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August 19, 1975 - Image 1

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Publication:
Michigan Daily, 1975-08-19

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The Michigan Daily
Vol. LXXXV, No. 66-S Ann Arbor, Michigan-Tuesday, August 19, 1975 Ten Cents Twelve Pages
RESPIRATORY ATTACKS INCREASE

FBI begins
By DAVID WHITING
The FBI revealed yesterday it has started an investi-
gation concerning a mysterious rise in the number of
respiratory arrests at the Veterans Administration
Hospital here.
At the same time hospital Administrator Arnold
Mouish announced that the institution was limiting
admissions to only emergency cases pending the in-
vestigation.
HOSPITAL ASSISTANT Chief of Staff Gary Calhoun
stated yesterday that the staff has observed 34 cases
in which patients have stopped breathing since July 28,
but no fatalities have been attributed to those arrests.
Foul play has not been ruled out, but the undeter-
mined cause of the rise in respiratory arrests could
be accidental, Calhoun emphasized. He cited hot
weather and possible procedural errors in administer-
ing intravenous medications as two reasons which
could account for the increase.
It has been reported that several patients at the
hospital stopped breathing after apparently receiving
injections of thewrong medicine.

probe of V.
WHILE THE FBI refused to elaborate on their in-
vestigation, Special Agent Bob Knapp said yesterday
the reports of alleged injections of wrong medicines
were the "basis" and "essence" of the bureau's study.
Calhoun said that he had not heard of the incorrect
injection reports.
The 34 respiratory attack cases involved 23 patients,
with the most recent case occurring Saturday, Calhoun
said.
NO COMMON denominators amongst the cases have
been discovered yet. Calhoun said, "They (respiratory
attacks) have occurred in seven different areas of the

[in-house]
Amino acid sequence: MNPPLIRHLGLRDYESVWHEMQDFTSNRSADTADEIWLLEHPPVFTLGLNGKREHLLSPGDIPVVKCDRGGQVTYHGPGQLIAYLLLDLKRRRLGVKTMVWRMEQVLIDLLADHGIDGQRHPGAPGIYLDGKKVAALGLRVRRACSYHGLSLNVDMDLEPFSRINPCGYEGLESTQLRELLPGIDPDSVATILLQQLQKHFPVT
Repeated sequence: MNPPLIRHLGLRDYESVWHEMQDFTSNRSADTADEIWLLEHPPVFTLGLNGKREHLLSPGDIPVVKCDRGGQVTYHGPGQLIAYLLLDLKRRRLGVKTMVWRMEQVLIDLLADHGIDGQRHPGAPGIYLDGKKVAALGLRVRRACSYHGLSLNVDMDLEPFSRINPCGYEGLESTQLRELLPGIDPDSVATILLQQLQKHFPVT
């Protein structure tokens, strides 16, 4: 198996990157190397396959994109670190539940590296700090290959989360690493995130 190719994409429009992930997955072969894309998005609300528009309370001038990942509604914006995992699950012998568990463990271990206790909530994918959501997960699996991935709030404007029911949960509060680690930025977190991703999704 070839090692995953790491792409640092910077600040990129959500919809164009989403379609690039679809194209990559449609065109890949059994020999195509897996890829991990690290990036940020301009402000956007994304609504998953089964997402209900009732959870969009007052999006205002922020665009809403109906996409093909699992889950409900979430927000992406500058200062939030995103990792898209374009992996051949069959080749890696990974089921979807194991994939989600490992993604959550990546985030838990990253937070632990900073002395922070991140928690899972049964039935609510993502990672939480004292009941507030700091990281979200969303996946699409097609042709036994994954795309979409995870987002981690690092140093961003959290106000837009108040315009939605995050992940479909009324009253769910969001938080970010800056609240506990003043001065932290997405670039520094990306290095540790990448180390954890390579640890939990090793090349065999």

buildings."
More of the respiratory attacks have been reported
in the hospital's intensive care unit. But Calhoun ex-
plained that this is expected because patients in the
worst condition-and therefore more subject to attack-
are placed there.
The hospital began its own investigation into the rise
in respiratory attacks some weeks ago, but has not
found anything conclusive yet. "We're still in the
process of collecting information . . . and verifying

A. hospital
medicine labels," Calhoun said. He added that he ex-
pects the hospital's study to be completed sometime
today.or tomorrow.
Calhoun said that the temporary restrictive admis-
sions policy is to allow the hospital staff to better
observe and treat the patients already there. He added
that all in-patients have been notified about the rise
in respiratory attacks.
DURING THE past three weeks-the time when the
hospital was experiencing the sharp rise in respiratory
attacks-seven patients died. However, Calhoun em-
phasized that this is a normal mortality rate there.
He did say that the hospital currently has an unus-
ually high number of extremely ill patients, but that
this is not sufficient to account for the increase in
respiratory attacks.
FBI agent Knapp said that the bureau was requested
to launch the investigation by hospital officials.
Calhoun said that hospital officials have no reason
to believe any laws have been broken. "We have no
evidence to point to that as yet," he said.

FEA forecasts
3 cent gasoline
price increase
WASHINGTON (P)-The Federal Energy Administration said
yesterday the expected end of oil price controls, eased by re-
moval of import fees, would add no more than three cents per
gallon to consumer petroleum prices.
This official estimate was presented by Deputy Administrator
Eric Zausner, who said he thought the world oil market would
not allow price increases that would cancel out the removal of
U.S. import fees.